Brian Scruton has been appointed to the Board of Directors of New Canaan-based First Candle, it was announced by CEO Alison Jacobson and Board Chair David Cunningham.
Mr. Scruton is a director in Cushman & Wakefield’s Leasing Services Group, in the firm’s Stamford, CT office, where he specializes in tenant and landlord representation services in Fairfield and Westchester Counties. He has represented tenants such as WWE, Power Home Remodeling Group, Silgan Holdings and worked with some of the largest landlords in the region.
At Cushman & Wakefield he organizes its annual Bowl-A-Thon event, which has collectively raised more than $500,000 for local charities, including First Candle. He is also a youth soccer coach in Stamford and member of the Stamford Boys & Girls Club. Mr. Scruton graduated from Cornell University with a B.S. in Policy, Analysis and Management, and he and his family reside in Fairfield.
“First Candle has helped my family tremendously over the last year. We lost our son, Austin Henry, to a sleep-related death and wanted to give back to the same organization that supported us when we needed it the most,” he said. “I look forward to working with them to promote awareness and support families who have suffered from sleep-related infant deaths.”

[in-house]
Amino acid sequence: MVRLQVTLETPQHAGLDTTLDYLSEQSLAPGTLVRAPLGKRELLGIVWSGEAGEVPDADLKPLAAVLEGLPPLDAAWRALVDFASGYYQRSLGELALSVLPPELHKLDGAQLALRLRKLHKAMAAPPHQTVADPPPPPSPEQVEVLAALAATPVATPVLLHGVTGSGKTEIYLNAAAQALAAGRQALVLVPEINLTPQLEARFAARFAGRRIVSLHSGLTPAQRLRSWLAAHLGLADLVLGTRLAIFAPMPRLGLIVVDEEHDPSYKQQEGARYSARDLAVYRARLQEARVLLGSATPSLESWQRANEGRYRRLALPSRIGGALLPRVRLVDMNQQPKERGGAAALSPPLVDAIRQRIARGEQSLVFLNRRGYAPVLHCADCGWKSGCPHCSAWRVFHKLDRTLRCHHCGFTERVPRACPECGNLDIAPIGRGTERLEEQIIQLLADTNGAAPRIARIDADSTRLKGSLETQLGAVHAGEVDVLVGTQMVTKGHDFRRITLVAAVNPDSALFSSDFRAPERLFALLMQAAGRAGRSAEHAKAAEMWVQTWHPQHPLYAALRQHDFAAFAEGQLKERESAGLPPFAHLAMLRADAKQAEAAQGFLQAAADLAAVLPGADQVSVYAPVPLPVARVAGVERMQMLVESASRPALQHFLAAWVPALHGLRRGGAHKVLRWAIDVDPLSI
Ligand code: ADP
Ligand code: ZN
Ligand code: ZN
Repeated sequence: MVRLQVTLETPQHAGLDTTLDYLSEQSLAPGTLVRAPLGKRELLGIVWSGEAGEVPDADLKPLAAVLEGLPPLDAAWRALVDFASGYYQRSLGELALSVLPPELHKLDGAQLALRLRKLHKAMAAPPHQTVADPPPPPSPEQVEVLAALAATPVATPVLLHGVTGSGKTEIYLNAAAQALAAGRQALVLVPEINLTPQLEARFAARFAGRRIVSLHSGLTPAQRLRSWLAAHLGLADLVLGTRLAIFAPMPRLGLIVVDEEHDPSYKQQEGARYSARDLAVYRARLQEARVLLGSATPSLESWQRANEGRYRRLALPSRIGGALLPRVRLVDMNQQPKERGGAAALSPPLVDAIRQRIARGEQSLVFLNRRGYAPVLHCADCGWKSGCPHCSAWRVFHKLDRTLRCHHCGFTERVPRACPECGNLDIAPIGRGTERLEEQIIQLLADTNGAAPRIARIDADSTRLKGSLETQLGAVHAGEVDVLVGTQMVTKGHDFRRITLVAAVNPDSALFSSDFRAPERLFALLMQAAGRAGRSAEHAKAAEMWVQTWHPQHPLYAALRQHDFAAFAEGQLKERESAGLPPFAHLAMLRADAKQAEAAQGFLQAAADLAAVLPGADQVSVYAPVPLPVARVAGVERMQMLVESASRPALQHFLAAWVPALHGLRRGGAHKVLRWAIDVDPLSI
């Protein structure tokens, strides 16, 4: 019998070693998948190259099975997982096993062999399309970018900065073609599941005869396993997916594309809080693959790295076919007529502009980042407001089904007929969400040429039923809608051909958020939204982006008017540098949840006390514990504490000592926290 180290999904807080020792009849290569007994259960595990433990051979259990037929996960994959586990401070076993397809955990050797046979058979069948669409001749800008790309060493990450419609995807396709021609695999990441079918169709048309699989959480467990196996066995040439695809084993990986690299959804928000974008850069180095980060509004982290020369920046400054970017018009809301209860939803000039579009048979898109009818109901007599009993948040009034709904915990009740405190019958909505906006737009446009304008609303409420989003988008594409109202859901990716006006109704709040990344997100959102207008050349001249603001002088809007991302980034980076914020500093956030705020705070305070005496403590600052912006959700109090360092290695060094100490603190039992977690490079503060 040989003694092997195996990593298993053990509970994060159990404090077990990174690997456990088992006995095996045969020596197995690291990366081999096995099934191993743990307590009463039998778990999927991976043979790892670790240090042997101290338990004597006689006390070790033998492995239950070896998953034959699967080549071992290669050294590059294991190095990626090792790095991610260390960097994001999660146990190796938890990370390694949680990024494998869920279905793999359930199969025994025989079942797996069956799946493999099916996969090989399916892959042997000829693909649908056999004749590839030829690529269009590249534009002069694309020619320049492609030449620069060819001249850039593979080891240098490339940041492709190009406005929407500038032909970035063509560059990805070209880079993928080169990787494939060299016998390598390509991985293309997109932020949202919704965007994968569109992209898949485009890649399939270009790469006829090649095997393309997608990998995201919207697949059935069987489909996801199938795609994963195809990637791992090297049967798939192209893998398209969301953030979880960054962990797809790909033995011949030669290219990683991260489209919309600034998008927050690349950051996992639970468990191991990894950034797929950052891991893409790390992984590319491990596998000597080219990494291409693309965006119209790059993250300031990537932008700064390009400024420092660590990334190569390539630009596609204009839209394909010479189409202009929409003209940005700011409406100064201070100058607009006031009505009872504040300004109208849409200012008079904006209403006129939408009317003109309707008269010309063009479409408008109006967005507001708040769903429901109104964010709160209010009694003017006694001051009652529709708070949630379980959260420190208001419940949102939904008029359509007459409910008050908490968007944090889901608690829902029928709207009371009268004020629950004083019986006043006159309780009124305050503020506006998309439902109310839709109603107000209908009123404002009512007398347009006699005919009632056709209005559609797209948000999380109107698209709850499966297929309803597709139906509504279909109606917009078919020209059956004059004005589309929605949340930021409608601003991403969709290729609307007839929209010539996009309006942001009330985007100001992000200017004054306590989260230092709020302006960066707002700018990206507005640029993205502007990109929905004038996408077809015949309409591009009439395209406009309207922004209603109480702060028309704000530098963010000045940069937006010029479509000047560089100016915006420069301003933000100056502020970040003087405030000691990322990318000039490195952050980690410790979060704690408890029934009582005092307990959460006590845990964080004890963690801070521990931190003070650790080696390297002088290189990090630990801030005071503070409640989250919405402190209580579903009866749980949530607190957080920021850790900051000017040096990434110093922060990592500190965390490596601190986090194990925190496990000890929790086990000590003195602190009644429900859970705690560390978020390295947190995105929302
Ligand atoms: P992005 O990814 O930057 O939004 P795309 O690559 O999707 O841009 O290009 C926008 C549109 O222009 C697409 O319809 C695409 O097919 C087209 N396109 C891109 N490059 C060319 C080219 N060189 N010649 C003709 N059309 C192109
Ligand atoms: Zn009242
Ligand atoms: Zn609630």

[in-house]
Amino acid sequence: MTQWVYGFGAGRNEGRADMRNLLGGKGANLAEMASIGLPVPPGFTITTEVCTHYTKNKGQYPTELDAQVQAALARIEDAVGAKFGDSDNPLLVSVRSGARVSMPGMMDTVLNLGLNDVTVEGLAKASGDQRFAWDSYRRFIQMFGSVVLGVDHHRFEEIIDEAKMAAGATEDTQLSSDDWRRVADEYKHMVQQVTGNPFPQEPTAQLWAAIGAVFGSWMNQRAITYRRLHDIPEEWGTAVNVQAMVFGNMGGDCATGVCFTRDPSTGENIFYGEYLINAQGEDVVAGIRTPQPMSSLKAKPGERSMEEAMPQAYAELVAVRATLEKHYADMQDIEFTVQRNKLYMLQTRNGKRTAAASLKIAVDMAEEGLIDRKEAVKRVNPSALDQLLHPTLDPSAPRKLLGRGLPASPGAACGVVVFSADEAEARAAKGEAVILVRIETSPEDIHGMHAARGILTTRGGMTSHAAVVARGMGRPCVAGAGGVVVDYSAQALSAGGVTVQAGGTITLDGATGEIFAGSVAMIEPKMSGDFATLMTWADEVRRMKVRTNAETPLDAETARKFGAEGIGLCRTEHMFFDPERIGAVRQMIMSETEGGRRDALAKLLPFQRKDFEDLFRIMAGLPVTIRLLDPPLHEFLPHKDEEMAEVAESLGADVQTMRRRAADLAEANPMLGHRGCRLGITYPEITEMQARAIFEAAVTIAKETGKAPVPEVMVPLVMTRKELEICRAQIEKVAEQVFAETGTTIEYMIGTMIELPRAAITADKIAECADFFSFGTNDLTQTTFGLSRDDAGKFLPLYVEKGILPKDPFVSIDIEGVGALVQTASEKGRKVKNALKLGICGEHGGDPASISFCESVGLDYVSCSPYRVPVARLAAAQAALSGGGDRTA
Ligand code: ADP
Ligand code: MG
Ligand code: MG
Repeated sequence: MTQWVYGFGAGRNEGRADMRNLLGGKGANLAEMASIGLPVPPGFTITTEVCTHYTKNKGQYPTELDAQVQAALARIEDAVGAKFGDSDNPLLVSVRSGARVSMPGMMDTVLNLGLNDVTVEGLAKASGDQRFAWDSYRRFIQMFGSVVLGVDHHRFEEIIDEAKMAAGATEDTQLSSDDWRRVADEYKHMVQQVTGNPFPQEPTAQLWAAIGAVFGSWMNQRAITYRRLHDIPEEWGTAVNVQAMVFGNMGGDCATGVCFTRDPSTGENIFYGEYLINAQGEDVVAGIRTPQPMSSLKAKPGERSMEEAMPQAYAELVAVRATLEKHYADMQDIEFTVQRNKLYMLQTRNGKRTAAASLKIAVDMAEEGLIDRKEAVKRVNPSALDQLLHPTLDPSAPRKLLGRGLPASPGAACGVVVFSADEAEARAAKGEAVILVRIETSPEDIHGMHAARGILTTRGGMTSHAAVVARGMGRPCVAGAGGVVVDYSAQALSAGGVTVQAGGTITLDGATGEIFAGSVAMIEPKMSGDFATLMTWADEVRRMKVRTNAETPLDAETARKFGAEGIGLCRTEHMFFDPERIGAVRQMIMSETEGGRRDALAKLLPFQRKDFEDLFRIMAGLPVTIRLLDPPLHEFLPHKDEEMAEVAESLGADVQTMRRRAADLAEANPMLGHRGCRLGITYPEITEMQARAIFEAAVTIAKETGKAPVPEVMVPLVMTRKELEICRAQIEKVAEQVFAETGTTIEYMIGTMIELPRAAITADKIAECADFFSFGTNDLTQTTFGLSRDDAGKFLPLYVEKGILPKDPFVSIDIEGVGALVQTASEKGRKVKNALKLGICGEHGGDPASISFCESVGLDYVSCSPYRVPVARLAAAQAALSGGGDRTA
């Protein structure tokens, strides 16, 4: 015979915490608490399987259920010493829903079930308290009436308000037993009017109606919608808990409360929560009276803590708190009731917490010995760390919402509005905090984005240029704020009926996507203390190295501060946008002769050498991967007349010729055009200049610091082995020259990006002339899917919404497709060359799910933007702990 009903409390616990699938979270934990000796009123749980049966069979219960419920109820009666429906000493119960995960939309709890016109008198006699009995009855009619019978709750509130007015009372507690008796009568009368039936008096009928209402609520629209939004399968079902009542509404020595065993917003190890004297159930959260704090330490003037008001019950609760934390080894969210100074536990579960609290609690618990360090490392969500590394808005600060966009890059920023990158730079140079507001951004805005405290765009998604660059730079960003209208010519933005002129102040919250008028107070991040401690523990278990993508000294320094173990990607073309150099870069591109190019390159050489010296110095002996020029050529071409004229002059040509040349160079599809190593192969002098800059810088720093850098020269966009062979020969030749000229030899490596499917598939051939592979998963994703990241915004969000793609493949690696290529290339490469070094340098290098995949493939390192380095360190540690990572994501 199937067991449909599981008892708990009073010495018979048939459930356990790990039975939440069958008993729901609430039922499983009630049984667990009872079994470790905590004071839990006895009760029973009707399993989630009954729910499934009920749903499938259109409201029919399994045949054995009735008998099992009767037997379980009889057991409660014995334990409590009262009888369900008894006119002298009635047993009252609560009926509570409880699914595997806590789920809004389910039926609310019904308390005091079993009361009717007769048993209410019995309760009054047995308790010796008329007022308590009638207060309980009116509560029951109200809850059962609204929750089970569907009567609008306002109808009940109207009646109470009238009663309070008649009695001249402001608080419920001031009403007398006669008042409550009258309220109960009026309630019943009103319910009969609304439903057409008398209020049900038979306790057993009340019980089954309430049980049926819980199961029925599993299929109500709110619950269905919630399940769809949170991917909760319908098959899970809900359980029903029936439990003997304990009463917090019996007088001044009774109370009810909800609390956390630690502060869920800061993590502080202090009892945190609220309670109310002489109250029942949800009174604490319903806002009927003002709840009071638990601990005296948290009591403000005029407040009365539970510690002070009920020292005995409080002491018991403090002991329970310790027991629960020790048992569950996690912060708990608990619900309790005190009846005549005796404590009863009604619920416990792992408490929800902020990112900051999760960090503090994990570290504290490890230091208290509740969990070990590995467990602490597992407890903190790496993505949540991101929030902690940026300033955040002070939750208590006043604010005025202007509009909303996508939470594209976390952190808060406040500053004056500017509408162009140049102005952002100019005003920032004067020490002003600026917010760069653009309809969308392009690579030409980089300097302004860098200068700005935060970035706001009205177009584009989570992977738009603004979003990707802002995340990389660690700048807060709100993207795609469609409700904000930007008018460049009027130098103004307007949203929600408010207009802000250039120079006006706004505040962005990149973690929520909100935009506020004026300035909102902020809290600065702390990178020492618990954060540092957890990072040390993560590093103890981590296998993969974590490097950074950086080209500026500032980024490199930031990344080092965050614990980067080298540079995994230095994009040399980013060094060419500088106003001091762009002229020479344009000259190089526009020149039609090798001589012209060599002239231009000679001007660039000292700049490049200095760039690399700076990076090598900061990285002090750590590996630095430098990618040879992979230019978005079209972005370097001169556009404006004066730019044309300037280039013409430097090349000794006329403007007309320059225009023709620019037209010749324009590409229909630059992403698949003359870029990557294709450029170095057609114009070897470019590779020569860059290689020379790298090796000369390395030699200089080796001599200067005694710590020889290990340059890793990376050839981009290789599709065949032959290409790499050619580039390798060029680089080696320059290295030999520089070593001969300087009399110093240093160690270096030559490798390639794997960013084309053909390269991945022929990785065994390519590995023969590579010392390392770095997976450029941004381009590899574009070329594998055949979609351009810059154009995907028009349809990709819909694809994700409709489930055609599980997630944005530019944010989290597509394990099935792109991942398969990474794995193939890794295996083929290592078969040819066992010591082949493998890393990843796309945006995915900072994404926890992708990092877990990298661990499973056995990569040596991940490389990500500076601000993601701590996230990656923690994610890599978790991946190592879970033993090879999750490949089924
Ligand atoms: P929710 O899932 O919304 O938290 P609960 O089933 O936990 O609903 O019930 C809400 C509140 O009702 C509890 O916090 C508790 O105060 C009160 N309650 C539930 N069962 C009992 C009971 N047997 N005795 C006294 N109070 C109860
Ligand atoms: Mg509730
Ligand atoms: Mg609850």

“While it saddens me that I met Brian under such tragic circumstances I’m so happy that he has agreed to join our Board. As a SIDS parent myself I know the feeling only too well of wanting to raise awareness about ways to prevent sleep-related infant deaths and support other families who have experienced the death of a precious baby. Brian is an incredibly smart and passionate person and I’m excited to have him bring his expertise to our Board.”
About First Candle: First Candle, based in New Canaan, CT, is a 501c(3) committed to eliminating Sudden Infant Death Syndrome and other sleep-related infant deaths, while providing bereavement support for families who have suffered a loss. Sudden unexpected infant death (SUID), which includes SIDS and accidental suffocation and strangulation in bed (ASSB), remains the leading cause of death for babies one month to one year of age, resulting in 3,600 infant deaths nationwide per year.